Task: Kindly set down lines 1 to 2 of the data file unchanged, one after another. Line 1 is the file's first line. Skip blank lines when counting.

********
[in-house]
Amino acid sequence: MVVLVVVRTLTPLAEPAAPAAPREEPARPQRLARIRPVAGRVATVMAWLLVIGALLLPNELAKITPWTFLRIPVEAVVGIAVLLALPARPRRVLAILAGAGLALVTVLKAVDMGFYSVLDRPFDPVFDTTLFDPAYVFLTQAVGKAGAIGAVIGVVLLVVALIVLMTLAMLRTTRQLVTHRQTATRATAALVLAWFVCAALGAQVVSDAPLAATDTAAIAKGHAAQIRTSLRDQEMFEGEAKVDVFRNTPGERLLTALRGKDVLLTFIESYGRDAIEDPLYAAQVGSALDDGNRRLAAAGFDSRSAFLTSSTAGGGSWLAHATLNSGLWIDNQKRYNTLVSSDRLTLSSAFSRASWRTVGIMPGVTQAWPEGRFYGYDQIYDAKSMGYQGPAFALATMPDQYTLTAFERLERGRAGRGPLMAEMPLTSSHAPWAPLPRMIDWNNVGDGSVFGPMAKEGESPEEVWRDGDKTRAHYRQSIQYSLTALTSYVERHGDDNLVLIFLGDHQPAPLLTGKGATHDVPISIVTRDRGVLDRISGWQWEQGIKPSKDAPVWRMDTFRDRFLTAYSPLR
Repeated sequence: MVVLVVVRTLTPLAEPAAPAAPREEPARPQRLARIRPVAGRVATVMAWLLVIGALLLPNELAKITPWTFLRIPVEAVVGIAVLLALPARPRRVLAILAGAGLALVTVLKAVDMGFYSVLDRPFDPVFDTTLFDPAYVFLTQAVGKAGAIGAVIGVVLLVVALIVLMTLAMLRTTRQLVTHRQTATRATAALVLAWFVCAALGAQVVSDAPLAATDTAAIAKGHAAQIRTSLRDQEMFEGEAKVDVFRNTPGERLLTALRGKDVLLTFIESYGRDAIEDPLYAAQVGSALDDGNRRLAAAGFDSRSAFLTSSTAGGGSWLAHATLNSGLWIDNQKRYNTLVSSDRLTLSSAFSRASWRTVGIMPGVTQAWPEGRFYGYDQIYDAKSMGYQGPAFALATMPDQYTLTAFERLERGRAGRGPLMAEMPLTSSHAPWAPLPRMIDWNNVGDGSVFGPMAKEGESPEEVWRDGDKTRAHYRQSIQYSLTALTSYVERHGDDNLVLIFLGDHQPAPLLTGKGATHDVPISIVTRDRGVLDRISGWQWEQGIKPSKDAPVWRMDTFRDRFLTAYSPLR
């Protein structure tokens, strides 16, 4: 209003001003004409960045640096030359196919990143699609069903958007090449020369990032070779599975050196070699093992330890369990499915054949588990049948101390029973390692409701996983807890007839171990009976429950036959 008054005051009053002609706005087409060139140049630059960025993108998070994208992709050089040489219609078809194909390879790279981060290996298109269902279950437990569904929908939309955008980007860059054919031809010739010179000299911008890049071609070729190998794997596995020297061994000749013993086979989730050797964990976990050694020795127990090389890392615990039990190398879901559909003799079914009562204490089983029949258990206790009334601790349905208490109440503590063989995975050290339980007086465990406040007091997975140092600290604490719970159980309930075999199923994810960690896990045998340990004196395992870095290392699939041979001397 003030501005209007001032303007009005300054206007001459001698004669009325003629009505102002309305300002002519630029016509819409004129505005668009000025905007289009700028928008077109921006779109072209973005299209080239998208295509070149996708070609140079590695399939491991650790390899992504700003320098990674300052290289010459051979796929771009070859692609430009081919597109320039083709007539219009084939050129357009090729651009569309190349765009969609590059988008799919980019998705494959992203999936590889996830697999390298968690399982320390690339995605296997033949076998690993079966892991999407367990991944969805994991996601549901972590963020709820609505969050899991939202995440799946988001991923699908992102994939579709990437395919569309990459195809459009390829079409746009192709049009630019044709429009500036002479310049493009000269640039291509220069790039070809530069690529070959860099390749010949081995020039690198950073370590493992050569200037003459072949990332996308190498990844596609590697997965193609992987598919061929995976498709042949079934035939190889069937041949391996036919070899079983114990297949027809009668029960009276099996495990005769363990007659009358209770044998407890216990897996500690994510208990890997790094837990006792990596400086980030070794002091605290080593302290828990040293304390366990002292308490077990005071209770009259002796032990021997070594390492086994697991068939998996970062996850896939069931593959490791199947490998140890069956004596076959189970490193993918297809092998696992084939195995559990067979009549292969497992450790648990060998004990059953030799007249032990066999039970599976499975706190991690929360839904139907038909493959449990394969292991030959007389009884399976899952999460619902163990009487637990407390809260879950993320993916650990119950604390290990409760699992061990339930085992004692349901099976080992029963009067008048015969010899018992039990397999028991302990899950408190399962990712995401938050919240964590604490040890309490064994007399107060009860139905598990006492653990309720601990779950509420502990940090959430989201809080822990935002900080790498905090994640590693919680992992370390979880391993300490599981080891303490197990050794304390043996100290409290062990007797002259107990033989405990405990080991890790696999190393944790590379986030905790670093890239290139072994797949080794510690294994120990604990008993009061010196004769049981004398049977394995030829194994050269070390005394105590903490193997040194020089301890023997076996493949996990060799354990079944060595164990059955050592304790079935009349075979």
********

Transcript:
[in-house]
Amino acid sequence: MVVLVVVRTLTPLAEPAAPAAPREEPARPQRLARIRPVAGRVATVMAWLLVIGALLLPNELAKITPWTFLRIPVEAVVGIAVLLALPARPRRVLAILAGAGLALVTVLKAVDMGFYSVLDRPFDPVFDTTLFDPAYVFLTQAVGKAGAIGAVIGVVLLVVALIVLMTLAMLRTTRQLVTHRQTATRATAALVLAWFVCAALGAQVVSDAPLAATDTAAIAKGHAAQIRTSLRDQEMFEGEAKVDVFRNTPGERLLTALRGKDVLLTFIESYGRDAIEDPLYAAQVGSALDDGNRRLAAAGFDSRSAFLTSSTAGGGSWLAHATLNSGLWIDNQKRYNTLVSSDRLTLSSAFSRASWRTVGIMPGVTQAWPEGRFYGYDQIYDAKSMGYQGPAFALATMPDQYTLTAFERLERGRAGRGPLMAEMPLTSSHAPWAPLPRMIDWNNVGDGSVFGPMAKEGESPEEVWRDGDKTRAHYRQSIQYSLTALTSYVERHGDDNLVLIFLGDHQPAPLLTGKGATHDVPISIVTRDRGVLDRISGWQWEQGIKPSKDAPVWRMDTFRDRFLTAYSPLR